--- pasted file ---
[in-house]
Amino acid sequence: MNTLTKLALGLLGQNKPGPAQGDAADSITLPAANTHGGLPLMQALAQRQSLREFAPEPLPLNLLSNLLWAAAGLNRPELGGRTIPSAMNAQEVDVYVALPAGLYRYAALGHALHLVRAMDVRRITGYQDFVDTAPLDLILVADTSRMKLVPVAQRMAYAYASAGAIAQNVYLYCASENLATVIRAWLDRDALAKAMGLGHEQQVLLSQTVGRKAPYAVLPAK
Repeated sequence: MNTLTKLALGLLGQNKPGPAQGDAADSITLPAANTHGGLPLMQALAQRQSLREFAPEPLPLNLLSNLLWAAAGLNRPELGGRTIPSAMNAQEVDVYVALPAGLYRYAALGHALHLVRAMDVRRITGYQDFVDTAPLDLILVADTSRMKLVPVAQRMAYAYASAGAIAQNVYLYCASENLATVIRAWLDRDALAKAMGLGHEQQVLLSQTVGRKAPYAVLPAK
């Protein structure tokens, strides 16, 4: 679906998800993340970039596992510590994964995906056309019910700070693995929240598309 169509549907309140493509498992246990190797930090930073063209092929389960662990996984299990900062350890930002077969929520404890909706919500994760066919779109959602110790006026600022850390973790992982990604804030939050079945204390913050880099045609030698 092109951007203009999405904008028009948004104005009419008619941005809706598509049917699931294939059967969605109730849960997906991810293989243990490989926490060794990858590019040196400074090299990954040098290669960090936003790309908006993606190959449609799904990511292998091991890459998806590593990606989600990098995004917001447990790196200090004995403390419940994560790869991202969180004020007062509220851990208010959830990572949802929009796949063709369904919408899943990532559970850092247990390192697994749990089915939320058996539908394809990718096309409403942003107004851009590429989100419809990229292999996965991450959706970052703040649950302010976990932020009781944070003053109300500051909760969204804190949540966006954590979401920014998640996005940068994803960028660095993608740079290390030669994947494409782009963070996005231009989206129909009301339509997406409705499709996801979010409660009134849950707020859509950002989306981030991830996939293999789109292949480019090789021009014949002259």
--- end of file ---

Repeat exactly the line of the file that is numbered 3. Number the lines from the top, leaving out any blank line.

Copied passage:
Repeated sequence: MNTLTKLALGLLGQNKPGPAQGDAADSITLPAANTHGGLPLMQALAQRQSLREFAPEPLPLNLLSNLLWAAAGLNRPELGGRTIPSAMNAQEVDVYVALPAGLYRYAALGHALHLVRAMDVRRITGYQDFVDTAPLDLILVADTSRMKLVPVAQRMAYAYASAGAIAQNVYLYCASENLATVIRAWLDRDALAKAMGLGHEQQVLLSQTVGRKAPYAVLPAK